Monday Roundup: TEXAS LITERARY CALENDAR 11/21-27

Bookish events in Texas for the week of November 21-27, 2016: 


Ongoing Exhibits:

Tuesday, November 22:
The Korova, PuroSlam with DJ Donnie Dee, 10PM

Wednesday, November 23:
Go home. Prepare. Your relatives are en route. Right now.

Thursday, November 24:
Happy Thanksgiving!

Friday, November 25:
Do not shop today. Not today. Maybe tomorrow. But not today.

Saturday, November 26:
Abilene


Texas Star Trading Company,
Larue, The Whole Enchilada: Fresh and Nutritious Southwestern
Cuisine, 11-1. Ti)any Harelik, The Terlingua Chili Cookbook: Chili’s Last
Texas Star Trading Company, Angeline LaRue signs The Whole Enchilada: Fresh & Nutritious Southwestern Cuisine, 11AM
Texas Star Trading Company, Angelina LaRue signs The Whole Enchilada: Fresh and Nutritious Southwestern Cuisine, 11AM

Texas Star Trading Company, Tiffany Harelik signs The Terlingua Chili Cookbook: Chili's Last Frontier, 12PM

Amarillo
B&N, Fight or Flight: Negotiating Crisis on the Front Line book signing with Dr. Andrew T. Young, 11AM

Austin
BookWoman, Indies First-Shop Small Saturday: LOCAL AUTHOR LOVE FEST, 1PM

Dallas
Dallas
B&N - Preston/Royal, Karrie Baysinger signs The Roadmap to Successful Investing, 1PM

Half Price Books Mothership, Jeff P. Jones reads, discusses, and signs Love Give Us One Death: Bonnie and Clyde in the Last Days, 1PM

San Antonio
The Twig Book Shop, W.W. McNeal will read and sign Plum Creek, 11AM


Monday, November 14, 2016

Monday Roundup: TEXAS LITERARY CALENDAR 11/14-20

Bookish events in Texas for the week of November 14-20, 2016: 


Special Events:
Simply Wright: N.T. Wright at Perkins School of Theology, Dallas, November 15-17

Zine Fest Houston 2016, November 19

Ongoing Exhibits:
Tuesday, November 15:
Austin

Dallas

San Antonio
The Korova, PuroSlam with DJ Donnie Dee, 10PM

Tobin Library at Oakwell Farms, Voices de la Luna poetry featuring Octavio Quintanilla, 6PM

The Twig Book Shop, Poetry and Fiction Reading at The Twig with Jeanetta Calhoun Mish & Kat Meads, 6:30PM

Wednesday, November 16:
Austin
Chez Zee American Bistro, Author Series presents H.W. Brands, 6:15PM

Malvern Books, Austin Community College Creative Writing Faculty Showcase, 7PM
Avant Garden, Write About Now Poetry Slam, 7:15PM

Blue Willow Bookshop, Cressida Cowell will discuss and sign HOW TO TRAIN YOUR DRAGON, her series for kids, 5PM

University of Houston, Poetry & Prose presents UH Creative Writing Program Professors Chitra Divakaruni & Peter Turchi, 5:30PM

Plano
Thursday, November 17:
Dallas
Murder By the Book, David Morrell will sign and discuss his latest book, Ruler of the Night, 6:30PM

Poison Girl, Poison Pen Reading Series featuring Gulf Coast Editors, 8:30PM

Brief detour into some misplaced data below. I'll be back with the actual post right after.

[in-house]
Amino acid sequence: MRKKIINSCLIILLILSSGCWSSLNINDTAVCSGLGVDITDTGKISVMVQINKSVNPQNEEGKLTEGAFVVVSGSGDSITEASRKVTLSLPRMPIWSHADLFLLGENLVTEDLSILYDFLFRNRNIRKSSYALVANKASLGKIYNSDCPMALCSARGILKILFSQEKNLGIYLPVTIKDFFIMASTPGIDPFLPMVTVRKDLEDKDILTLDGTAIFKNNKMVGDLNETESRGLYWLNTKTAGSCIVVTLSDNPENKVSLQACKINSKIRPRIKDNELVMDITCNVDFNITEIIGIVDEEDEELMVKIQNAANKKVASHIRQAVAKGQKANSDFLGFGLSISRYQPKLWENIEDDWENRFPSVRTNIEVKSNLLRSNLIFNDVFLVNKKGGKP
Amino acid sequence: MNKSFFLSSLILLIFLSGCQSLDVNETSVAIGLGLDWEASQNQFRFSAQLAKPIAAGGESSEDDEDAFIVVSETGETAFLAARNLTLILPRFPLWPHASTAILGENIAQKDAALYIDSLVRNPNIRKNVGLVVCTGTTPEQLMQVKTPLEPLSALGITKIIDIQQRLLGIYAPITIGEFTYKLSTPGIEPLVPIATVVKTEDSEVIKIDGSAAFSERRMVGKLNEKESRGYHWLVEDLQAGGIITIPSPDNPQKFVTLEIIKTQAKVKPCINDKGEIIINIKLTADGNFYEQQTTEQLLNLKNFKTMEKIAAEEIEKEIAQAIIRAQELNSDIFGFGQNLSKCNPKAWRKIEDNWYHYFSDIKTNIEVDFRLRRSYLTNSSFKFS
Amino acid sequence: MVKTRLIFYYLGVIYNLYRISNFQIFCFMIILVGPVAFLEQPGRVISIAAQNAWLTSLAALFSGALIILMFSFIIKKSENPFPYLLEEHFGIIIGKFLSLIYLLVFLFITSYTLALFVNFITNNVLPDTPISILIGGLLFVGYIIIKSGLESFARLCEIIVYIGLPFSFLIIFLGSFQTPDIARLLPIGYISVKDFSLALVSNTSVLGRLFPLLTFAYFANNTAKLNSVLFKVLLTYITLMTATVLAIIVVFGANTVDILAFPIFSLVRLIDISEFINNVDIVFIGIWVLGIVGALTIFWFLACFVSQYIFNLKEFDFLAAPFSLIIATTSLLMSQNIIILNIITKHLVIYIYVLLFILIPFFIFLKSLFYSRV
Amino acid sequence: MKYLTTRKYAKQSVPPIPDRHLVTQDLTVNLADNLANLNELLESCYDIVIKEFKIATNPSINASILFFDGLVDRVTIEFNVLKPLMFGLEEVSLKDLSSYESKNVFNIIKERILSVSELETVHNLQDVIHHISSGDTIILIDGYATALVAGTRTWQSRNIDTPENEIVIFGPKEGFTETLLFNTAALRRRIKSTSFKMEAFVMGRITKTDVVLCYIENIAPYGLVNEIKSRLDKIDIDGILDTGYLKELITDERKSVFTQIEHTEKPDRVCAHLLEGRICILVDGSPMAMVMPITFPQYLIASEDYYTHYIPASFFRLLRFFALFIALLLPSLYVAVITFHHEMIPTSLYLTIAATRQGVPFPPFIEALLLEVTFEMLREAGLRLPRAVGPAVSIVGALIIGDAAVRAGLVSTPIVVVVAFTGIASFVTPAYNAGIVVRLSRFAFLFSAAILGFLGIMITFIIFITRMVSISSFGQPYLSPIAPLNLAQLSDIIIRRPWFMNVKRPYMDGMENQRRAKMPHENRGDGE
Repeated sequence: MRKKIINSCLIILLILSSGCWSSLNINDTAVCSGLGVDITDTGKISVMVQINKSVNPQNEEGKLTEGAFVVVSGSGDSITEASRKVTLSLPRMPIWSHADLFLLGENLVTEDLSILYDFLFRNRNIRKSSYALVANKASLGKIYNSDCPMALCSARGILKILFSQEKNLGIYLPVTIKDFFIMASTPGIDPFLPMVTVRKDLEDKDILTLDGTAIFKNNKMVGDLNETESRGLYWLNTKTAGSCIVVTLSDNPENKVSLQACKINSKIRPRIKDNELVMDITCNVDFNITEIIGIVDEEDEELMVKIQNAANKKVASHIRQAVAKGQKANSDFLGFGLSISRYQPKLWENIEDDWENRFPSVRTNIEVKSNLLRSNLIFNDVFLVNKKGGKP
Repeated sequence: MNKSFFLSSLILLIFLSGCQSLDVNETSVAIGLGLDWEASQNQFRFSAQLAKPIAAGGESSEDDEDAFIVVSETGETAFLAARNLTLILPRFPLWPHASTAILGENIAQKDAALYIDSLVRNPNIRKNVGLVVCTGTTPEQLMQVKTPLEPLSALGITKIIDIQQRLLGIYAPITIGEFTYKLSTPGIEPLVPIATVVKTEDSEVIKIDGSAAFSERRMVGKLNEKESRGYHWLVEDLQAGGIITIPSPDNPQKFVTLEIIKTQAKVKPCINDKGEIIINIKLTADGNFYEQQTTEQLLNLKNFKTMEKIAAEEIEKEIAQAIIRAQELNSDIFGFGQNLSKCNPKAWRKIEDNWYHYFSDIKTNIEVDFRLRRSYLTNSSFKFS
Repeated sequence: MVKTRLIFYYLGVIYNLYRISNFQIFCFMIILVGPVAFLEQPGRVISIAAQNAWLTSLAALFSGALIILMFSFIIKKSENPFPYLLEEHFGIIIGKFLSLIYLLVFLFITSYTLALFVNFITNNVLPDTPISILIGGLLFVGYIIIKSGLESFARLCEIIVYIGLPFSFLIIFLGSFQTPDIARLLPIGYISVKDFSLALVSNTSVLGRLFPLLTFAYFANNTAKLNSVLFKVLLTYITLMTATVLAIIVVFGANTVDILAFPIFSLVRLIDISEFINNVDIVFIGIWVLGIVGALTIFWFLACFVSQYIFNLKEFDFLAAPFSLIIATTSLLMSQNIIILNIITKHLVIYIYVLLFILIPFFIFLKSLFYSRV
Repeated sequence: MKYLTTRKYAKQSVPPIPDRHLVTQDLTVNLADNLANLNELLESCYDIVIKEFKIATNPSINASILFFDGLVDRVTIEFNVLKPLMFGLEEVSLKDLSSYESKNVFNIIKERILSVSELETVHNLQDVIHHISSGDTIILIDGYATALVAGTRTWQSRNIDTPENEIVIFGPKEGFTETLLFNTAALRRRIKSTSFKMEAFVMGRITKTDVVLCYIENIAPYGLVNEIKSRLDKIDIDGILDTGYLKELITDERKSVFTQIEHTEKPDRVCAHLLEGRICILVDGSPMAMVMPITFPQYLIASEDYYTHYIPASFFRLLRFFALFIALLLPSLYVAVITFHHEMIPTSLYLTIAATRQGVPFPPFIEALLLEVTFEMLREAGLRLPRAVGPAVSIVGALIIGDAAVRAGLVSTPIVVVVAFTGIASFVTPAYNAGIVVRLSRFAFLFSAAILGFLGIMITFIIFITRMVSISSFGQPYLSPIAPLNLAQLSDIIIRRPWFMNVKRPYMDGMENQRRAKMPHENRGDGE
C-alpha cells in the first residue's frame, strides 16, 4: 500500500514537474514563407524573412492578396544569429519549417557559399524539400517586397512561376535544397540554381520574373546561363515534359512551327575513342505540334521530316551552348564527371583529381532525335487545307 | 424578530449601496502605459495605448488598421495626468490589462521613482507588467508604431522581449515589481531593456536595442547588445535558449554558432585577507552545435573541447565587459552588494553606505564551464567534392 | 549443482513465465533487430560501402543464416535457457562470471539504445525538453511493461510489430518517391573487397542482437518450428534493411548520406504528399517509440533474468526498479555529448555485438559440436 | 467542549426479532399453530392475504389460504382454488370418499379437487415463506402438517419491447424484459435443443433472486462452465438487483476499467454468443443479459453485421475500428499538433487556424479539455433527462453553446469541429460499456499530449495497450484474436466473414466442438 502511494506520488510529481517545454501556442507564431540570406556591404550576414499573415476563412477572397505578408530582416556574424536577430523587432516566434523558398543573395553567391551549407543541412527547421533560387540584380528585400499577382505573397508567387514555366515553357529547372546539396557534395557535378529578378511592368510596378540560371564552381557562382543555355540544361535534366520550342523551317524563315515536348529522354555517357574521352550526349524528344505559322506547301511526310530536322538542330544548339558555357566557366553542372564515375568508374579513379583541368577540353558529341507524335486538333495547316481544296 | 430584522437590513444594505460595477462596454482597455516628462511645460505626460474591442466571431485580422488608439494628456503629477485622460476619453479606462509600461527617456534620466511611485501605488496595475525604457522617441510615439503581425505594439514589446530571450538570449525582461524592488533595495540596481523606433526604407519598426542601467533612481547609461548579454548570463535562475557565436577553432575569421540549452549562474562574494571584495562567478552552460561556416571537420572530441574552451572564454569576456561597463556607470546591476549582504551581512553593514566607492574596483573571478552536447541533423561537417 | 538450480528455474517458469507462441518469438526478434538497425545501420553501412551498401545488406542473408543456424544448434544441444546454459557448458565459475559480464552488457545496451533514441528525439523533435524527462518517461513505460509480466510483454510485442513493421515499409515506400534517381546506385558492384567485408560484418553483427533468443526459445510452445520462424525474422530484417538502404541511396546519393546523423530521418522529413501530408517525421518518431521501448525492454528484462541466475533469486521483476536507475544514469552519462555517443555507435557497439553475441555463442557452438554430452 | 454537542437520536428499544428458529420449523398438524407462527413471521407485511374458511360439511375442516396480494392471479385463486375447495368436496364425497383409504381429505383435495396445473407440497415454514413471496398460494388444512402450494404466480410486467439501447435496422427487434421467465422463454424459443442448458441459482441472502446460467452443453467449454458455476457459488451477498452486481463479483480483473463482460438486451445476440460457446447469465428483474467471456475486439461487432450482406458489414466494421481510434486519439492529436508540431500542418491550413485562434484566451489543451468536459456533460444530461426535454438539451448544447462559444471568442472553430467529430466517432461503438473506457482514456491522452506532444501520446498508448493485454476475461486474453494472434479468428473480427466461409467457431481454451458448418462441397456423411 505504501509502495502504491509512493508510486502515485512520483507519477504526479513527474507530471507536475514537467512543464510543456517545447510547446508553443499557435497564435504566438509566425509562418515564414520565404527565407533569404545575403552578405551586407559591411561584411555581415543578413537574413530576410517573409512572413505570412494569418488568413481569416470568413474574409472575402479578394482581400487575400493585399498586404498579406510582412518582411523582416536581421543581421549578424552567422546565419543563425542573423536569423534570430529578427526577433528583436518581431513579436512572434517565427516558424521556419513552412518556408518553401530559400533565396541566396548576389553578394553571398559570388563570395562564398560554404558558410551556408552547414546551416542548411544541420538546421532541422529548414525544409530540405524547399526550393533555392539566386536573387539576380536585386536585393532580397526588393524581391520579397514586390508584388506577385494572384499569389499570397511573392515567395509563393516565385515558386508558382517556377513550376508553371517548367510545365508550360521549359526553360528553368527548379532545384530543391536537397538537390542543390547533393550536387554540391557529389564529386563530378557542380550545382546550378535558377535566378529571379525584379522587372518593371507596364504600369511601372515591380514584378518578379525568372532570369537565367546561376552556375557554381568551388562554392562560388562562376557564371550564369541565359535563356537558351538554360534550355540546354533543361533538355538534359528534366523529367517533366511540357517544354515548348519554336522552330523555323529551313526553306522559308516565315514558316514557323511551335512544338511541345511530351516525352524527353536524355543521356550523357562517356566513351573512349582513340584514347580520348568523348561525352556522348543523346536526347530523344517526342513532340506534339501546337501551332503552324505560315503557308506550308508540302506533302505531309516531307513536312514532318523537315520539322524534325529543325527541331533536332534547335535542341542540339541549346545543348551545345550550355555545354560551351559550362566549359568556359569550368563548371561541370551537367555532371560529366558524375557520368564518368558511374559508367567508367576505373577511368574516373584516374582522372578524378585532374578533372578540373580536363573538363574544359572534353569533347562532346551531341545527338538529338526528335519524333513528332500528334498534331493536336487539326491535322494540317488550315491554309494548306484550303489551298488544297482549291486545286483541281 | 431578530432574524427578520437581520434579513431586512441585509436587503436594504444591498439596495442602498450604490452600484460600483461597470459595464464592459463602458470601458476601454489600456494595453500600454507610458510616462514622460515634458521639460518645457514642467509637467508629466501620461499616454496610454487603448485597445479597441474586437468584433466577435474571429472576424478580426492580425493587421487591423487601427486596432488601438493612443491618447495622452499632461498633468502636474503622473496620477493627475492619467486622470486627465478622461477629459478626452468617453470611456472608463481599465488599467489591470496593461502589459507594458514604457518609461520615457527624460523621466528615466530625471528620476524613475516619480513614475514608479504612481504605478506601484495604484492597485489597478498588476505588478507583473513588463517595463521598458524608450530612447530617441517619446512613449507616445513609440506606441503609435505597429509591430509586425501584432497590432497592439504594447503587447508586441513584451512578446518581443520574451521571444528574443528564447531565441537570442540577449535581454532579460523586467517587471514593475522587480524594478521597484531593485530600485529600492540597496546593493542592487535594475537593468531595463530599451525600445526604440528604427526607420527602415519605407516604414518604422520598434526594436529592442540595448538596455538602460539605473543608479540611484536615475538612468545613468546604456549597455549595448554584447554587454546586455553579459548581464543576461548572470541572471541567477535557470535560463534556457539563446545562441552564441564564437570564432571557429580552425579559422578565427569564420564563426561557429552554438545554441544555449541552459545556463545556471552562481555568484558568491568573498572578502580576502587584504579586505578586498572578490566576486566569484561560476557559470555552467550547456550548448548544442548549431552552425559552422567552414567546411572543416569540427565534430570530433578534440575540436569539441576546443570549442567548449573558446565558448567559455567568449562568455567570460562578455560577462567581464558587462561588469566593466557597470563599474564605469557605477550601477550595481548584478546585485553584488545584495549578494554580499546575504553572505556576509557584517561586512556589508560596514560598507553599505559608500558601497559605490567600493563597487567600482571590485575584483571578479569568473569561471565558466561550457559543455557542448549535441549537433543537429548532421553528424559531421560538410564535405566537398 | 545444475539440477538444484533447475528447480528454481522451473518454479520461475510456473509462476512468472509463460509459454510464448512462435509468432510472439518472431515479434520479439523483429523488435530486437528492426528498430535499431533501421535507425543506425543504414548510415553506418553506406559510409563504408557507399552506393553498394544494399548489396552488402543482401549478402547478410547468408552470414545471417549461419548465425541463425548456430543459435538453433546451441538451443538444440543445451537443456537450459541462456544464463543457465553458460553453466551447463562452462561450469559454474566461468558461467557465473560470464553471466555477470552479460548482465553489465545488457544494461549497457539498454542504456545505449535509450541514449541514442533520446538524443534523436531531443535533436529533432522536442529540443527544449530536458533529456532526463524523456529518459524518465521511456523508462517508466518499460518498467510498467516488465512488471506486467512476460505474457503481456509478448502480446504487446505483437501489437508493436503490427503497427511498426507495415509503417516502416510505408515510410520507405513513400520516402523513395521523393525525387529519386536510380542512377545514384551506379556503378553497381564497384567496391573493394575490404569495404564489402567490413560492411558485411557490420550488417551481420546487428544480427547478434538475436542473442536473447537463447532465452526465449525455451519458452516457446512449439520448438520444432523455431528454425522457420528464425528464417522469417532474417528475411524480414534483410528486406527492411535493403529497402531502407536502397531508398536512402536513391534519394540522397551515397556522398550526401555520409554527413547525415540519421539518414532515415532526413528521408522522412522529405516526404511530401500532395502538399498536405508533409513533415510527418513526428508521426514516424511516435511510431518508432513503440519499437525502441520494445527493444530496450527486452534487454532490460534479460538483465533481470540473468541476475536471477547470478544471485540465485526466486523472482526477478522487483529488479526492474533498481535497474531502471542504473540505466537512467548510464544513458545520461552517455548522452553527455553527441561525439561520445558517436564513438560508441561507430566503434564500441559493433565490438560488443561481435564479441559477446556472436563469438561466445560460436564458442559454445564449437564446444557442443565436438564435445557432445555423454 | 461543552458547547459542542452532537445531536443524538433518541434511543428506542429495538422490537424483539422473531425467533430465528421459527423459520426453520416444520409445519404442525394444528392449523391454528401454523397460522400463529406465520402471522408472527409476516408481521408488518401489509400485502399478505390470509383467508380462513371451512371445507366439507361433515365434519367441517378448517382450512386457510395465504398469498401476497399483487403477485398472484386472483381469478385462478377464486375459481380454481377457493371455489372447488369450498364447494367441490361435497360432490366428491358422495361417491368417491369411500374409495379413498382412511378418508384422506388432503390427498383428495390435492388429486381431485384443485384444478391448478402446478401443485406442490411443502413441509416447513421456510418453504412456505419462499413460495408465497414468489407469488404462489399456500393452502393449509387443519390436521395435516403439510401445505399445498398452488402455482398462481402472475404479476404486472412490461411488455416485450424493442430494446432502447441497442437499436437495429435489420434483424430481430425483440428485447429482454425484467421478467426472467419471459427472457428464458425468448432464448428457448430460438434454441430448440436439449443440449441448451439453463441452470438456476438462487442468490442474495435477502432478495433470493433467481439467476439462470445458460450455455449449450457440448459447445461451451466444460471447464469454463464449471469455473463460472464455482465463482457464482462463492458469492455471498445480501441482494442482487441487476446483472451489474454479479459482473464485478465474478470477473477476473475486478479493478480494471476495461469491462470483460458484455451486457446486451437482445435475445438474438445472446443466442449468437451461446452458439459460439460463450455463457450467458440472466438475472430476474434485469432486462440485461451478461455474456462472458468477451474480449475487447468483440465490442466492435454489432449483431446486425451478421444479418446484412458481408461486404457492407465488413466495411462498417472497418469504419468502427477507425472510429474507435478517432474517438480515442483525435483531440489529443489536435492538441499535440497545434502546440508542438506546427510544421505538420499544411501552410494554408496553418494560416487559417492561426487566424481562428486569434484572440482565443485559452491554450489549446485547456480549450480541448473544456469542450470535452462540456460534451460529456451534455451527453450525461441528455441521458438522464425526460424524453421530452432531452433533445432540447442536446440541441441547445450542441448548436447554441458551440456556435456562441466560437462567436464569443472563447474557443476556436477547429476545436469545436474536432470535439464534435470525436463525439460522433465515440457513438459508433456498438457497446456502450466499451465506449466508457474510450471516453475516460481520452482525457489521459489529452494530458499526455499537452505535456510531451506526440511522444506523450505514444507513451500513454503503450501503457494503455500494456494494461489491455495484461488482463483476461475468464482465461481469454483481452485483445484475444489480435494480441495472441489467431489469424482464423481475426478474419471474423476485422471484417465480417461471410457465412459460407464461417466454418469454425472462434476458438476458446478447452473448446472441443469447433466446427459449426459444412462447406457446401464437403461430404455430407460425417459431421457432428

River Oaks Bookstore, Constance Parks discusses and signs The Secret Place: The Garden of Love, 5PM

Huntsville
Sam Houston State, readings from the works of George Drew and the late Dr. Paul Ruffin celebrate their contributions to poetry and literature, 4:30PM

Lampasas
Lampasas Public Library, Texas Author Series presents Jodi Thomas, 5:30PM

San Marcos
Alkek Library, The Wittliff Collections reading series presents Charles D'Ambrosio, 3:30PM

Friday, November 18:


Kyle
Katherine Anne Porter Literary Center, KAP reading featuring Charles D'Ambrosio, 7:30PM

San Antonio

Half Price Books - North Lamar, local author Angel Arredondo will sell and sign her children’s book I Love My Red Wagon, 1PM

Malvern Books, Bearing the Mask: Southwestern Persona Poems reading and signing, 7PM

St. Edward's University, Writers' League of Texas workshop: "The Long Middle: What to Do Between Beginning and Ending a Novel" with Greg Garrett, 9AM

The Writing Barn, Workshop: What’s the Point (of View)? with Varian Johnson, 3:30PM

Beaumont
B&N - Parkdale Mall, Acadiana Table: Cajun and Creole Home Cooking from the Heart of Louisiana book signing with George Graham, 2PM
Dallas
B&N - Preston/Royal, Merrilee Franklin signs The Porch, 1PM

El Paso
Port Neches
Fleur Fine Books, Grand Opening and book signing with Joe R. Lansdale, 10AM

Round Rock
B&N - La Frontera, The Pink Marine book signing with Greg Cope, 2PM

Round Top
Copper Shade Tree, Leon Hale will sign One Man's Christmas, 12PM

San Antonio

Guadalupe Theatre, Macondo Signature Reading Series presents poet Natalie Diaz, 7:30PM

San Antonio Public Library - Igo Branch, San Antonio Romance Authors meeting featuring Jodi Thomas, 10:30AM

The Twig Book Shop, Sylvia Casares discusses and signs The Enchilada Queen Cookbook, 11AM

The Twig Book Shop, Mark Rybczyk discusses and signs San Antonio Uncovered, 6PM

Southlake
B&N - Town Square, Mary MacKenzie signing The Box of Life, 1PM

Tyler
B&N, book signing: Road Kill: Texas Horror by Texas Writers, 2PM
The Woodlands
B&N - Woodlands Mall, Maria Ashworth signs Step One, Step Two, Step Three and Four, 2PM

Sunday, November 20: